There are many common tropes in fandom that are easily relatable lớn non-fandom friends. Everyone can grasp enemies to lovers, or taking Star Wars characters và putting them in a coffee shop, or what might happen when there’s only one bed left for two people lớn share.

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Yet there is one trope that is rather unique và has developed into ubiquitousness in tín đồ circles while remaining unknown otherwise. This is Hanahaki Disease, an illness that is fictional và fantastical in nature. Although it doesn’t exist, you can find it in narratives across every kind of fandom.

Details about how Hanahaki Disease impacts its sufferers can vary based upon the story, art, video, poem, or cosplay. But the basic concept is that it is a physical manifestation of unrequited love that kills if it is not cured. What makes Hanahaki Disease so fascinating is that its medium is as lovely as it is deadly. A character who comes down with Hanahaki Disease begins coughing up flower petals. This is the first sign that they are in love with someone that they believe does not return their feelings.

In most fanworks that use Hanahaki Disease, the sufferer hides the symptoms at first, & as the disease progresses, so does its floral affliction. Flowers grow in the character’s body, usually blossoming in the lungs or heart và causing immense pain. Whether depicted as a lingering or fast-moving illness, we know things are getting serious when the character starts coughing up entire flowers instead of just the petals. By then their life is in serious danger.

There are generally only two methods of “treatment.” Happily, Hanahaki Disease is instantly cured if it turns out that the object of the sufferer’s affection does indeed love them back. This lends itself lớn the staging of dramatic love confessions or sudden realization from the beloved once they see how sick the Hanahaki-diseased person is.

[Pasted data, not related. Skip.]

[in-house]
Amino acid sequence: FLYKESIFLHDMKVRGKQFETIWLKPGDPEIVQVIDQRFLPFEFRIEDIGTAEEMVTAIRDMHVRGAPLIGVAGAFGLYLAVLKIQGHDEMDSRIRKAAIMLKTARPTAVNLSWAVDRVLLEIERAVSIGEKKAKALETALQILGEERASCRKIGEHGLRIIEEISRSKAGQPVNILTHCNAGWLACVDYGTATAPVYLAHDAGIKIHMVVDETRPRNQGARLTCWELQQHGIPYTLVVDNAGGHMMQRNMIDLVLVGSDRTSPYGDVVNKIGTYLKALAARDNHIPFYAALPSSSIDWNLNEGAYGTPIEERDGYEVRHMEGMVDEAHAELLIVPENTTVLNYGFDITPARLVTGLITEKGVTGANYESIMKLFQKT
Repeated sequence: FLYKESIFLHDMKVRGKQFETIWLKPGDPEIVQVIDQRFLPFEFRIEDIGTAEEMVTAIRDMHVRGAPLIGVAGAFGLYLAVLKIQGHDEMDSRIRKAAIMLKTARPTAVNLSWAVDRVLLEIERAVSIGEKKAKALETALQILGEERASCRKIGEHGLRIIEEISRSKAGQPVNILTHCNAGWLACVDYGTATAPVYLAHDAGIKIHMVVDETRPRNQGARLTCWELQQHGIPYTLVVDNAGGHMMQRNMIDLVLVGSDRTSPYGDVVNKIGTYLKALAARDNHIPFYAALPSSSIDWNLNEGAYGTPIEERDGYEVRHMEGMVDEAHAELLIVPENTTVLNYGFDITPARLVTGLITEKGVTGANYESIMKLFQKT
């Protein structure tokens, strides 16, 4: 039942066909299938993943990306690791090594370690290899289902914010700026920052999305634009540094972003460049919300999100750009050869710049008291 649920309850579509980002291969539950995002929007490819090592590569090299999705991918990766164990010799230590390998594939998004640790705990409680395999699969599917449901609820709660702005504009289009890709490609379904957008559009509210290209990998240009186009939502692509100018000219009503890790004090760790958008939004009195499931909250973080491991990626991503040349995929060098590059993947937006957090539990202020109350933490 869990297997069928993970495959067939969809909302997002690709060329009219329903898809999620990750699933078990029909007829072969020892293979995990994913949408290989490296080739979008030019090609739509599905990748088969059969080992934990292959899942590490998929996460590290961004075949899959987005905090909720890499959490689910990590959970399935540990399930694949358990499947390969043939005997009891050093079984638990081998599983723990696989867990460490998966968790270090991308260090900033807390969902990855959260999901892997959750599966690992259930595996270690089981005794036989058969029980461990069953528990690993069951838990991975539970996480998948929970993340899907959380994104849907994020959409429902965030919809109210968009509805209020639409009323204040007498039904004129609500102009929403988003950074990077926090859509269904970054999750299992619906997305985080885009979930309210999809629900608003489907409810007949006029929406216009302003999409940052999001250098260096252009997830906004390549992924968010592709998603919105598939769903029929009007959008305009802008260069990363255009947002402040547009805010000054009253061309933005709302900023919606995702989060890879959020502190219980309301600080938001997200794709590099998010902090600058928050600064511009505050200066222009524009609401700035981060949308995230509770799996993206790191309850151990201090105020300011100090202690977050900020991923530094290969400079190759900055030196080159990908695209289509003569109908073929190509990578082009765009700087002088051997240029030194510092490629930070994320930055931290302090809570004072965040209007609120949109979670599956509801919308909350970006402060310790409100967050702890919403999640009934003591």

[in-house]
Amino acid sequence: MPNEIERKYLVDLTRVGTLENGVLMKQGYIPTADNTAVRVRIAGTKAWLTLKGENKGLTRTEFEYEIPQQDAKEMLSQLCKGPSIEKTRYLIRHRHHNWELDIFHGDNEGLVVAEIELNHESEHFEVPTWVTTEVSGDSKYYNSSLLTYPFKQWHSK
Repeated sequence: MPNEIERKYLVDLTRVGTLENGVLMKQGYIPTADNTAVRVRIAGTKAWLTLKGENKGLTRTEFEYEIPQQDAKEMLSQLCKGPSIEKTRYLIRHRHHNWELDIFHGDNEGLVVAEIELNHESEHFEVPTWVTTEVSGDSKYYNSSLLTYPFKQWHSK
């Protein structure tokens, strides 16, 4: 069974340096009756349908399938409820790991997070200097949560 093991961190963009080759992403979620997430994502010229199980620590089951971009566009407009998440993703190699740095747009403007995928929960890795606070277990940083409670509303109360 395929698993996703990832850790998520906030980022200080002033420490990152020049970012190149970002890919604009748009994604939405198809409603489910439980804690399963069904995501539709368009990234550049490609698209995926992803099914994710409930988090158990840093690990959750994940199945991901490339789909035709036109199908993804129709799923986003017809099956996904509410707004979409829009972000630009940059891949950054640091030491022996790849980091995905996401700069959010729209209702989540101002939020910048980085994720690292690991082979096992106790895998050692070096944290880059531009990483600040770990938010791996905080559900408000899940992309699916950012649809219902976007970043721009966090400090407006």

If there is no hope of love requited, however, a sub-trope has developed that surgery can help the afflicted lớn remove the flowers & survive. The catch is that they will then emerge with no memory of the person that they are in love with. While some plots take this angsty route, others veer further into tragedy by having the character refuse treatment because they would rather die than forget about the person that they adore. This is “dying for love” writ on a level of personal suffering & self-sacrifice.

Some narratives skip requited love or surgery and go straight for the angstiest outcome: Hanahaki Disease finally kills its sufferer. But if you have lớn go out, what a poetic way to vày so, leaving heaps of flower petals or blooms in the mouth. It’s an intermingling of body horror and beauty, an ailment that is at once grotesque & yet rooted (sorry) in objects that are considered the epitome of visually attractive và given as tokens of appreciation.